Under the current Electoral College system, one state by itself determined the winner of the last presidential election. Without all of Texas’ 38 electoral votes, Trump would have lost the 2016 election. The same thing happened with Florida in 2000. Without its 25 electoral votes, George W. Bush would have lost the election.
Well, he did lose the election but you know what I mean…
Meanwhile, the combined populations of the three largest U.S. cities, New York City, Los Angeles and Chicago, account for less than 5 percent of the country’s population. Their combined metro area populations, including suburbs, are about 13 percent of the U.S. population. It’s not clear how 5 or 13 percent of the population would outvote the rest of the country in a national vote, and that’s assuming every voter in these metro areas votes the same way.
- It prevents the chaos of a contested election
Some, including the late historian Theodore H. White, cite the Electoral College as a way to prevent political chaos.
After the 1960 presidential election, John Kennedy’s nationwide share of the popular vote was only 0.17 percentage points higher than Richard Nixon’s share. If there had been the need for a nationwide recount, there could have been weeks or months of political deadlock. Kennedy’s clearer margin of victory in the Electoral College, 303 electoral votes to Nixon’s 219, prevented that.
Fair enough. However, during the 2000 presidential election, the opposite occurred. While Al Gore’s nationwide popular vote victory margin was clear, the number of votes separating Gore from George W. Bush in Florida was minuscule. And because of the Electoral College system, the outcome in Florida became the deciding factor.
After a month of court challenges, a 5-4 U.S. Supreme Court ordered the statewide recount be stopped and handed the presidency to Bush. The Electoral College was actually the cause of the chaotic and controversial outcome.
Campaigning on fixing the Electoral College is one thing. But how could it actually be abolished or amended?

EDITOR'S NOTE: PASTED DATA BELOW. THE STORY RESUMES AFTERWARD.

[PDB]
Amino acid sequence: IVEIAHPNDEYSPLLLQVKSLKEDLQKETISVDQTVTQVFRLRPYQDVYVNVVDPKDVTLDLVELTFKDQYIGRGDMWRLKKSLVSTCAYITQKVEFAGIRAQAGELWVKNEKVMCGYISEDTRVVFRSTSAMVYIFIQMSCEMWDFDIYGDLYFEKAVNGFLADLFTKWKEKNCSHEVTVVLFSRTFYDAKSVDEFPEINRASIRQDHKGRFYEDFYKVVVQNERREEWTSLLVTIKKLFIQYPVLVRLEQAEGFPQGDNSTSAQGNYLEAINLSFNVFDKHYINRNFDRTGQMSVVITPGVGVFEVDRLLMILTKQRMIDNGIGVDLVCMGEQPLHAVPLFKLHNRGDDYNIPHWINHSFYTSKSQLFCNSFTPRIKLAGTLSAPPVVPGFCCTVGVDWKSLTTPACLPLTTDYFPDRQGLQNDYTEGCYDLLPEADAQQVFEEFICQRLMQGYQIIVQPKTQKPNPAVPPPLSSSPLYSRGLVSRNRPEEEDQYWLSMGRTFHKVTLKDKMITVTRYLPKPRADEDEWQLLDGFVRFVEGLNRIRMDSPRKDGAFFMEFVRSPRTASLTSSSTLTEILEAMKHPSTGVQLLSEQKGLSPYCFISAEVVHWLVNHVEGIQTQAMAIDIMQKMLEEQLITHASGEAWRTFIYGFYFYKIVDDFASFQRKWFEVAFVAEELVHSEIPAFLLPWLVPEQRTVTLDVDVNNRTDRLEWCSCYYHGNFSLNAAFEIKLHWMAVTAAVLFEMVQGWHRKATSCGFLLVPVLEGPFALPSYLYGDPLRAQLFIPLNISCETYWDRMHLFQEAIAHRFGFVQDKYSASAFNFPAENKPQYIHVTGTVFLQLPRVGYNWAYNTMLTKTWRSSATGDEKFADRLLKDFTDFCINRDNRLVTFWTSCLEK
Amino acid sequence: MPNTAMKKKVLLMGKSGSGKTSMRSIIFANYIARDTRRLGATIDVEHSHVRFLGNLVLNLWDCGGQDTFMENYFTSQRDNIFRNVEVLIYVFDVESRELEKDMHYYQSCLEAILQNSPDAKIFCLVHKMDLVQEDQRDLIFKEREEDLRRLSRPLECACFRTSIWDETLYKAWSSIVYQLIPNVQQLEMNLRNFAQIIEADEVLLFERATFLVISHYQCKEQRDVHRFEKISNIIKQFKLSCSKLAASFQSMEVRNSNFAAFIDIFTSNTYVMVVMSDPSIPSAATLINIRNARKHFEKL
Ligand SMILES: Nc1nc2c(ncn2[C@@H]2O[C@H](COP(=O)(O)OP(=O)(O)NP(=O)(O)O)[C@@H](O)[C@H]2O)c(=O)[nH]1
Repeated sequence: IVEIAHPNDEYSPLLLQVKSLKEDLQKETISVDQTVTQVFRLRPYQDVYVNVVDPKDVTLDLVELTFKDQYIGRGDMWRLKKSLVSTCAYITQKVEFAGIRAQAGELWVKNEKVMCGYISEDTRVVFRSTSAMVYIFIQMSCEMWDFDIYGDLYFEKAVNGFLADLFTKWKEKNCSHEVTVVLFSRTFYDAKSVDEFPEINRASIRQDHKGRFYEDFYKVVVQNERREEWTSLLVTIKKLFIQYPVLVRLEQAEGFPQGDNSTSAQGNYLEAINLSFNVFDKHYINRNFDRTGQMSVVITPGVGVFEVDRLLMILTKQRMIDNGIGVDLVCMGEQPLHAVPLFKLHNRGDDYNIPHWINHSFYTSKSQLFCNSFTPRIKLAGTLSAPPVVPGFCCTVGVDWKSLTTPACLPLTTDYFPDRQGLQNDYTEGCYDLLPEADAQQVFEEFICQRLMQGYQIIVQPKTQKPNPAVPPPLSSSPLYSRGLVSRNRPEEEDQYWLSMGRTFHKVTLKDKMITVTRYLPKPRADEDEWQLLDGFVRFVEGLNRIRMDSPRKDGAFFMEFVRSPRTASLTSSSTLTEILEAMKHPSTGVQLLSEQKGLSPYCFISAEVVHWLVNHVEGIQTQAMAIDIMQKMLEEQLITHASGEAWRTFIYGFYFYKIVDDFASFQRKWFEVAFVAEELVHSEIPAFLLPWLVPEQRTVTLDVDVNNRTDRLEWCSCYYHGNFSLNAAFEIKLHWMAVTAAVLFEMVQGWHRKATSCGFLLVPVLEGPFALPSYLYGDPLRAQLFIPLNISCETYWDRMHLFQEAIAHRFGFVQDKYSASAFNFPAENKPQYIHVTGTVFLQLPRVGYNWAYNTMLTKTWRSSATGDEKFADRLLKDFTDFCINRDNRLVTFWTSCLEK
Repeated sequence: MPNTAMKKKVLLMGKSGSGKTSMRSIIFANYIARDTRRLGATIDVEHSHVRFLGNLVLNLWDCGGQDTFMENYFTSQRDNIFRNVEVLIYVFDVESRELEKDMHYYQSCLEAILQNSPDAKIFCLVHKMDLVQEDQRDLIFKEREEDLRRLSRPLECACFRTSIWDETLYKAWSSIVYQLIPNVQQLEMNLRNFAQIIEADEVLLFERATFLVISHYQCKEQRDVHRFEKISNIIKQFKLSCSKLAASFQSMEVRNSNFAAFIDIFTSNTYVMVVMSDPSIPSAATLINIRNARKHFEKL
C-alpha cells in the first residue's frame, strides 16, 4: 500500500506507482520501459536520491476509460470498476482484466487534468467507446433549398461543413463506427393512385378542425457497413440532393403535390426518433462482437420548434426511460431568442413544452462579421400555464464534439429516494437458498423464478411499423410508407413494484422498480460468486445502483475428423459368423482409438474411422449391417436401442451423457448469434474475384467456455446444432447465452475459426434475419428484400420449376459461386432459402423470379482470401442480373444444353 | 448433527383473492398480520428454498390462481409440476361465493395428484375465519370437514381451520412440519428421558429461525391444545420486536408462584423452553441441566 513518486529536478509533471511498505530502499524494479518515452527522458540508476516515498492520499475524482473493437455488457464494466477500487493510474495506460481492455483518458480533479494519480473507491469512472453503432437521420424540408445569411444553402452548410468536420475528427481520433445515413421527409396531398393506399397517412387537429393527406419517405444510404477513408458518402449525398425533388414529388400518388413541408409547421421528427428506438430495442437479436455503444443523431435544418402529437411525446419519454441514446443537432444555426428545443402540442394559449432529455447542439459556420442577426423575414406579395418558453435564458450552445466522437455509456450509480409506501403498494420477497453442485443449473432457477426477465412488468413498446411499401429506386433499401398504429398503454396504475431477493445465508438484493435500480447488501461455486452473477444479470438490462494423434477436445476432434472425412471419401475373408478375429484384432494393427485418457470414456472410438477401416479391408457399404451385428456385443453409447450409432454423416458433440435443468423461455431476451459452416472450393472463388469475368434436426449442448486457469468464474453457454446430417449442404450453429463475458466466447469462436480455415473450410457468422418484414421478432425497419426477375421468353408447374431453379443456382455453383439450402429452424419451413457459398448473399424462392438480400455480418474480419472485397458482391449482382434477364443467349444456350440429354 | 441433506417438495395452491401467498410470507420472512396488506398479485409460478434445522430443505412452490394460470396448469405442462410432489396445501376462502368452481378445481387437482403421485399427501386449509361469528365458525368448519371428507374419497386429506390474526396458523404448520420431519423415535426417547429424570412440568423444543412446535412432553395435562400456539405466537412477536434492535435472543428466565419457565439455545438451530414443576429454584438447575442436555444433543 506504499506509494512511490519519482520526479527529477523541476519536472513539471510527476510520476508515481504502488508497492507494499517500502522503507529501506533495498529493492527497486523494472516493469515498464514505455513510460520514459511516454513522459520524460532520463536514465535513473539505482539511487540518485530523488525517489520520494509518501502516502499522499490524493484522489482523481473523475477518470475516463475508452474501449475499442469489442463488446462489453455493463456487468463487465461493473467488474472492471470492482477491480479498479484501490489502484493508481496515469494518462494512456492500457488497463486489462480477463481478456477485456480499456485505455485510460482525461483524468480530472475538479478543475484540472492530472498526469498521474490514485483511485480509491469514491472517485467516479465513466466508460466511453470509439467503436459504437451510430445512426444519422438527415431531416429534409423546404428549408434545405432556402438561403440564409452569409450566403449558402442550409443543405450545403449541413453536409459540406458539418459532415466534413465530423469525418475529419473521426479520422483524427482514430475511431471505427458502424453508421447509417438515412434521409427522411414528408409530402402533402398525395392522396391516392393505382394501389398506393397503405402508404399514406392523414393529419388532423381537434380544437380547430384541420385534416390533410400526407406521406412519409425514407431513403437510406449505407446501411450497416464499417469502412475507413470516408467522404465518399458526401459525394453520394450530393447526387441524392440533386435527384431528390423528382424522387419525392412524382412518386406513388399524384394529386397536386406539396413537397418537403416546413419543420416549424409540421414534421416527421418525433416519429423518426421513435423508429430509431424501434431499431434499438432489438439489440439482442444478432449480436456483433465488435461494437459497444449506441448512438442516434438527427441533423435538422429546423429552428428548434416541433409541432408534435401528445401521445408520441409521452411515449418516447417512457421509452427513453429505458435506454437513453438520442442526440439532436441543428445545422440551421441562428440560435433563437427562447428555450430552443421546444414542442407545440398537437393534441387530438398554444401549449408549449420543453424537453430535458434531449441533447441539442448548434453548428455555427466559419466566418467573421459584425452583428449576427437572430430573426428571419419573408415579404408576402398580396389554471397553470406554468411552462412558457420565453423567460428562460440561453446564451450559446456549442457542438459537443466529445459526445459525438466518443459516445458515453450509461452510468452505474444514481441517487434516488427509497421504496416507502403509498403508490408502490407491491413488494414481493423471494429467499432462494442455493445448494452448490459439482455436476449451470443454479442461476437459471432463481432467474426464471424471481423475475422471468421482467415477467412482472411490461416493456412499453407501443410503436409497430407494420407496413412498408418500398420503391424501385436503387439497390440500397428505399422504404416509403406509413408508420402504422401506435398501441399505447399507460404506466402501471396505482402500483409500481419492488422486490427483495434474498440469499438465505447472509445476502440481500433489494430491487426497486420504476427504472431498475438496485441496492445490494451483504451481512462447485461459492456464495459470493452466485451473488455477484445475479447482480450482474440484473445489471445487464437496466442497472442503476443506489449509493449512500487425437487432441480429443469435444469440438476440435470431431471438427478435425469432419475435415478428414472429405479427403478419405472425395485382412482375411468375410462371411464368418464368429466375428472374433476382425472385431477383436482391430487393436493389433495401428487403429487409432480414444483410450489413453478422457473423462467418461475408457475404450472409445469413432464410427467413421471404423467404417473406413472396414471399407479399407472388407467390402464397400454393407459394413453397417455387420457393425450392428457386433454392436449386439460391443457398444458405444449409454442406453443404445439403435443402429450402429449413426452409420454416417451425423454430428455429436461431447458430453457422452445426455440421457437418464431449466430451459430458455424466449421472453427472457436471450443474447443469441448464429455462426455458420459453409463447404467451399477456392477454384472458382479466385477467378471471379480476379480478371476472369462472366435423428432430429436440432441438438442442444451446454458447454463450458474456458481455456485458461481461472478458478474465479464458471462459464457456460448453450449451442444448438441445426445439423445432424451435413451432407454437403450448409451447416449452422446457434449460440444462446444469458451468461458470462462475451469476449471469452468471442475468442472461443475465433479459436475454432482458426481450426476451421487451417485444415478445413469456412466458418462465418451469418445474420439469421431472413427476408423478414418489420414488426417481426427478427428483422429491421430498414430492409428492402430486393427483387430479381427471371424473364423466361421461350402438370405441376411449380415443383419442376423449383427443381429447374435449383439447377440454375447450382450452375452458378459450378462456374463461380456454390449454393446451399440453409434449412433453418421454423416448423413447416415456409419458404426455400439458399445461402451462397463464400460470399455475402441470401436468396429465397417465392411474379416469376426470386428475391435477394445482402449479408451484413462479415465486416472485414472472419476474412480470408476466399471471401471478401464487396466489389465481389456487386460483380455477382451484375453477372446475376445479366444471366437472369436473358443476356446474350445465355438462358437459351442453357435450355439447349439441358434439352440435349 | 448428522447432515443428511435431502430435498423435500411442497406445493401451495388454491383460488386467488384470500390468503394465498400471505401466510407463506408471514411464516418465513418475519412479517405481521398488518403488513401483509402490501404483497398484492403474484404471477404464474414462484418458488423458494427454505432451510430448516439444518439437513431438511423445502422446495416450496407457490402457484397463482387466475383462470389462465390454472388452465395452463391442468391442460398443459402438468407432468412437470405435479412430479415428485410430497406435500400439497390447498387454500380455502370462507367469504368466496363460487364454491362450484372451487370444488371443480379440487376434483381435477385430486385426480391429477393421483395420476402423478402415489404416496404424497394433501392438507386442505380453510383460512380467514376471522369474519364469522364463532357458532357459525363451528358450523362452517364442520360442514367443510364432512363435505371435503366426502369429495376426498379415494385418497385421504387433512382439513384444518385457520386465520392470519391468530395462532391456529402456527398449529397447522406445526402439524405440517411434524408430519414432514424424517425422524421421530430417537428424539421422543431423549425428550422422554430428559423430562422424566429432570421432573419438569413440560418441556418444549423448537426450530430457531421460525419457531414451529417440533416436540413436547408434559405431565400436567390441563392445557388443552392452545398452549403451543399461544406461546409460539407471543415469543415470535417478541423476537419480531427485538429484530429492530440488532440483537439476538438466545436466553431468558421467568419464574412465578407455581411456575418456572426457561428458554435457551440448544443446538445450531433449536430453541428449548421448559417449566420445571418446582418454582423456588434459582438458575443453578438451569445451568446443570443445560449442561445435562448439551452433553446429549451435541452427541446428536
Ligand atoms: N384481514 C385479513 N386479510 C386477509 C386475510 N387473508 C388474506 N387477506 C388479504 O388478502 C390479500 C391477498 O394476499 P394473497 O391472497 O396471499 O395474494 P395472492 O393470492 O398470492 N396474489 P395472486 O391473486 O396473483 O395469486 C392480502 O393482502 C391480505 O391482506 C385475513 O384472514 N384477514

Abolishing the Electoral College entirely would require a constitutional amendment involving two-thirds approval from both houses of Congress and 38 states. Given that a Republican has only won the national popular vote one time since the 1988 election, that’s unlikely to succeed. The Republican Party needs the Electoral College, as well as a healthy helpings of voter suppression and gerrymandering, to stay relevant as a national party.
Some advocate that all 50 states adopt Maine and Nebraska’s system of dividing up electoral votes by congressional district. But giving congressional districts a bigger role could lead to an even greater loss of voter confidence, especially in heavily gerrymandered states like Ohio and Wisconsin.
And of course, there’s my preferred solution; The National Popular Vote Interstate Compact, which advocates passing legislation at the state level to award electoral votes to the winner of the national popular vote instead of the winner of the state popular vote.
Unfortunately, political self-interest seems to be the biggest roadblock to reform. Look no further than Donald Trump. Back in 2012, he tweeted that the Electoral College was “a disaster for democracy.”
By November 2016, after winning the presidential election despite losing the nationwide popular vote to Hillary Clinton, he’d changed his tune.
“The Electoral College,” he tweeted, “is actually genius.”